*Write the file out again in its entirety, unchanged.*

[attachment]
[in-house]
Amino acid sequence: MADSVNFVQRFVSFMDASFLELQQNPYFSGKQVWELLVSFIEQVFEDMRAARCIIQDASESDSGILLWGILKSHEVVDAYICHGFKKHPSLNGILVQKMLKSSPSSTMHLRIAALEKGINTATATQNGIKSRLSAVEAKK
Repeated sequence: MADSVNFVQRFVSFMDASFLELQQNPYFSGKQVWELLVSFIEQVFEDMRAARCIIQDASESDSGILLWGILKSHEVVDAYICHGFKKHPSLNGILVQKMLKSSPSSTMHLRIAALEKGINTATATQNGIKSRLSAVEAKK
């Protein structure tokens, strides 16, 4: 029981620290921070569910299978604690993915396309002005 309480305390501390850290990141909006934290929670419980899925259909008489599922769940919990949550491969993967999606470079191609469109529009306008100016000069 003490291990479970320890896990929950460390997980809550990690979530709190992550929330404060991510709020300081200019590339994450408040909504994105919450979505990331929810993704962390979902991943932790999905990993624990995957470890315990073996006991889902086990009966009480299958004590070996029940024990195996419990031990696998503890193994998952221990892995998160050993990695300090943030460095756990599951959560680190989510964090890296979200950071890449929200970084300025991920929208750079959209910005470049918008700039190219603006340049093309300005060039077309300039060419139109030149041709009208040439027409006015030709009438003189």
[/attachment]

[in-house]
Amino acid sequence: MADSVNFVQRFVSFMDASFLELQQNPYFSGKQVWELLVSFIEQVFEDMRAARCIIQDASESDSGILLWGILKSHEVVDAYICHGFKKHPSLNGILVQKMLKSSPSSTMHLRIAALEKGINTATATQNGIKSRLSAVEAKK
Repeated sequence: MADSVNFVQRFVSFMDASFLELQQNPYFSGKQVWELLVSFIEQVFEDMRAARCIIQDASESDSGILLWGILKSHEVVDAYICHGFKKHPSLNGILVQKMLKSSPSSTMHLRIAALEKGINTATATQNGIKSRLSAVEAKK
């Protein structure tokens, strides 16, 4: 029981620290921070569910299978604690993915396309002005 309480305390501390850290990141909006934290929670419980899925259909008489599922769940919990949550491969993967999606470079191609469109529009306008100016000069 003490291990479970320890896990929950460390997980809550990690979530709190992550929330404060991510709020300081200019590339994450408040909504994105919450979505990331929810993704962390979902991943932790999905990993624990995957470890315990073996006991889902086990009966009480299958004590070996029940024990195996419990031990696998503890193994998952221990892995998160050993990695300090943030460095756990599951959560680190989510964090890296979200950071890449929200970084300025991920929208750079959209910005470049918008700039190219603006340049093309300005060039077309300039060419139109030149041709009208040439027409006015030709009438003189």